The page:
Microplastics are tiny pieces of plastic debris found in lakes, rivers and oceans that come from the breakdown of larger plastics.
Researchers discovered that blue whales ingest so much of the microplastics because they exclusively eat krill, a shrimplike animal.
“The krill eat the plastic, and then the whale eats the krill,” Matthew Savoca, the study co-author said in a statement.
Blue whales were found to consume the most microplastics because they are “50 to 250 meters below the surface, a depth that coincides with the highest concentrations of microplastic in the open ocean,” the study found.
The research also focused on humpback and fin whales and found that those whales intake a slightly smaller amount of microplastics than blue whales because of the different foods in their diet.
Humpback whales, which eat primarily fish, ingest about 200,000 pieces of microplastics each day, and fin whales, which eat krill and fish, ingest about 3 million to 10 million pieces of microplastics per day.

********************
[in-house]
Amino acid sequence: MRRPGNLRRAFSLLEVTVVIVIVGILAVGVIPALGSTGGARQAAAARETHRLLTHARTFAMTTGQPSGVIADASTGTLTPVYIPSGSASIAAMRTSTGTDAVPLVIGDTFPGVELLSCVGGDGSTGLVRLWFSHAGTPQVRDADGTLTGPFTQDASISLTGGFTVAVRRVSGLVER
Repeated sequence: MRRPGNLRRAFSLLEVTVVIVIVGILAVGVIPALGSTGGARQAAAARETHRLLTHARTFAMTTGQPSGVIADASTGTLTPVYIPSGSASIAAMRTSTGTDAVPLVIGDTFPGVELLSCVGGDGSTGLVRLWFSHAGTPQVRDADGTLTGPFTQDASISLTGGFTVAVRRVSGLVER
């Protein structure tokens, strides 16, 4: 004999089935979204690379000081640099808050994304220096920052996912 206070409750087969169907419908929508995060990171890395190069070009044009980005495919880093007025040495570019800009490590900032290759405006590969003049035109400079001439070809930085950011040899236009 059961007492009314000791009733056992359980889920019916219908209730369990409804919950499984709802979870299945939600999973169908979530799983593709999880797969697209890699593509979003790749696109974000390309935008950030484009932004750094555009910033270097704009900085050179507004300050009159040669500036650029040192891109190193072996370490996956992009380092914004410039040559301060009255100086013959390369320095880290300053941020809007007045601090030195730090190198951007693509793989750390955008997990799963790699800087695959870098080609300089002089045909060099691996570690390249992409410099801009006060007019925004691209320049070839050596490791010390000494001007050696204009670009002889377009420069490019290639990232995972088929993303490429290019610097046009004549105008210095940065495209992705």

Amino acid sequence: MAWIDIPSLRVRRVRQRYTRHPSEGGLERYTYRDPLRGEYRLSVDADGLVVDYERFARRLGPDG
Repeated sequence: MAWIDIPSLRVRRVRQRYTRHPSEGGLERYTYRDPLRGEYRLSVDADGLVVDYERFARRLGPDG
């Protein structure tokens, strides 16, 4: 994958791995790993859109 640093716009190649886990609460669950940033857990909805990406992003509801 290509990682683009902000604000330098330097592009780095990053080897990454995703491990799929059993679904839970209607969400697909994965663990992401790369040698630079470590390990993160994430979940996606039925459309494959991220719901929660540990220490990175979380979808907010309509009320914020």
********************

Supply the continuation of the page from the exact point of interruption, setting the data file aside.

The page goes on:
The study also found that all the microplastics that the whales ingest come from their prey, not the enormous amounts of seawater they intake when trying to catch their food.
Even so, these findings make scientists question if whales are getting the proper nutrients they need to survive.
“We need more research to understand whether krill that consume microplastics grow less oil-rich and whether fish may be less meaty, less fatty, all due to having eaten microplastics that gives them the idea that they’re full,” Shirel Kahane-Rapport, the lead study author and a Ph.D. student at Stanford said.
Researchers for this study measured the microplastic concentration along the California coast and combined that with tracking data from 2010 to 2019, detailing where whales look for food worldwide to find the estimated amount of how much microplastics each whale intakes.
In July, Gov. Gavin Newsom signed legislation to reduce the use of single-use plastic packaging for products such as shampoo and laundry detergent in California to lower the number of microplastics in the ocean.
Under the bill, the state plans to reduce the use of single-use products by 10% and then by 25% in 2032.
Amy Wolfrum, California ocean policy senior manager at the Monterey Bay Aquarium, told the Associated Press that the bill was a “fantastic start” to addressing a significant problem.